The realization

In my head:

“Wow, ___ ‘s right. Could she/he have said that more clearly? That’s amazing feedback. I usually take them through each part (introduction, body, conclusion) much sooner than this. I usually spend a whole class on just one of these parts! I also usually ask them to read a few essays so they can get comfortable with the format. This time I just showed them one essay. Then in the second class I introduced all the parts of an essay and said “write.” Barely any support.* What was I thinking! This is so not cool. And I’m supposed to be a model for their own teaching? Man.

The interpretation

  • Maybe I did this because during next session (starting in one week) I won’t be teaching my usual writing methods class, so I tried to compensate for that loss of hours by combining that syllabus to this session. This took away some of my usual essay intro/teaching time.
  • Maybe I read their abilities wrong.
  • I haven’t asked for my usual feedback so I really don’t know how they feel about my course so far.
  •  Maybe I took into account the feedback I got from last semester’s participants when some said the course was “too slow”.
  • Maybe I just thought that was enough exposure for them to be able to write an essay.
  • Maybe this person is the only one who feels this way.
  • Maybe I’m super tired and have been spending too much time staying in the office writing observation feedback and feedback on other writing assignments. I’m not giving myself space to plan and reflect as usual.

More possibilities? I’m sure.

Now what?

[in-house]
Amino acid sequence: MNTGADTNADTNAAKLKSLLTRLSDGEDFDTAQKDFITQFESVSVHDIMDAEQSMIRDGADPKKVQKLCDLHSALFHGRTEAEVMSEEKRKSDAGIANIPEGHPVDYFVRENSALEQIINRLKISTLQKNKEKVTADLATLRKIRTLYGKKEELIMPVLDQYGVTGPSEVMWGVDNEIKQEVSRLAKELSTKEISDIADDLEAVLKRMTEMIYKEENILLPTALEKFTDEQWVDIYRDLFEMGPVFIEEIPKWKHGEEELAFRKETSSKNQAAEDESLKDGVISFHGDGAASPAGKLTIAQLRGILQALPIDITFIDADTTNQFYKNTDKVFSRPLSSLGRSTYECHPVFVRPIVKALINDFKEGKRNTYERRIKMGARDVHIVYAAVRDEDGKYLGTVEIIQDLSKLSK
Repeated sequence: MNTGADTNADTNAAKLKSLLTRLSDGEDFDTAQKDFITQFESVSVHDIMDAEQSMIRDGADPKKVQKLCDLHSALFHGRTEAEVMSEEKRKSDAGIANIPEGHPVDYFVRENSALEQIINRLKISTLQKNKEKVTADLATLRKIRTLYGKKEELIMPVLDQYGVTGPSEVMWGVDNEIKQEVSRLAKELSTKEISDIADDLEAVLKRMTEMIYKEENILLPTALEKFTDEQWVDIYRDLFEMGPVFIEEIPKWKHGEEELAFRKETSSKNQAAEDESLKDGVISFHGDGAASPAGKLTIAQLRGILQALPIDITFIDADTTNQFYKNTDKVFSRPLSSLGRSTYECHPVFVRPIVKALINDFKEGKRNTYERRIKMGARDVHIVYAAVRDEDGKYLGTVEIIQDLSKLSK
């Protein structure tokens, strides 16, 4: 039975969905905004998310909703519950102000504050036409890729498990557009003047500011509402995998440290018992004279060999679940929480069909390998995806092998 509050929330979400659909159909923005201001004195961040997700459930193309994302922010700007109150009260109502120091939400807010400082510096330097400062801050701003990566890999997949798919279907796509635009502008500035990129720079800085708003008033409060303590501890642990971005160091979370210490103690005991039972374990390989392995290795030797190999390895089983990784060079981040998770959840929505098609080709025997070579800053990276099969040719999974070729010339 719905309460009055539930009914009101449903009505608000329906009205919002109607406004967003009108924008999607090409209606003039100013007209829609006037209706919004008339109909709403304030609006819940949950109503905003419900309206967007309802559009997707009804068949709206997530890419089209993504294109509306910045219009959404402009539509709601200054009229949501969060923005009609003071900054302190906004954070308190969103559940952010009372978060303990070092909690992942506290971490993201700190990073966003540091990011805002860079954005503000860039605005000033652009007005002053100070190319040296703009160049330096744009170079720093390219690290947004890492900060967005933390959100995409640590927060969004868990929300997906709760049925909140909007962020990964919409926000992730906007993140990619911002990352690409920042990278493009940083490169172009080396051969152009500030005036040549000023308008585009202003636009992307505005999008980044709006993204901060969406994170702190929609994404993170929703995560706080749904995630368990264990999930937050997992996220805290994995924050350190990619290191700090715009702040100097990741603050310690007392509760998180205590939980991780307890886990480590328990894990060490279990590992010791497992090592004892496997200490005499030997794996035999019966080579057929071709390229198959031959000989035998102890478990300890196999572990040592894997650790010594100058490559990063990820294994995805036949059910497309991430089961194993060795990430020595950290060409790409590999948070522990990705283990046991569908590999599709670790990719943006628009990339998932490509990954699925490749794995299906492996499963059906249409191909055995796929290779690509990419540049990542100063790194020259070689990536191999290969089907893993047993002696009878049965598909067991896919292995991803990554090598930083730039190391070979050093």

• This participant and I have sent texts back and forth. We are going to work through this together. They will send me an email this weekend with what they’ve come up with and we’ll go from there.
  • I’ve written this post. I really needed the space to think about this interaction. Typing this description and interpretation has given the relief and distance I need to look forward.
  • I still need some time to think about how I approached all this and how I want to change things in the future.

All I know is that I am grateful for this moment in the hallway. Lately I’ve felt like I’ve been so focused on tasks and projects beyond the classroom. I’ve also sensed that I was becoming complacent about my roles in class. I felt these things, but haven’t been doing anything about it. This little hallway feedback was just what I needed to start.

*I consciously avoided the term “scaffolding” thanks to the reflections in my first iTDi class with John Fanselow. :)

Note to self and whoever out their cares about such geeky things: This was the fastest blog post I’ve ever written: 30 minutes.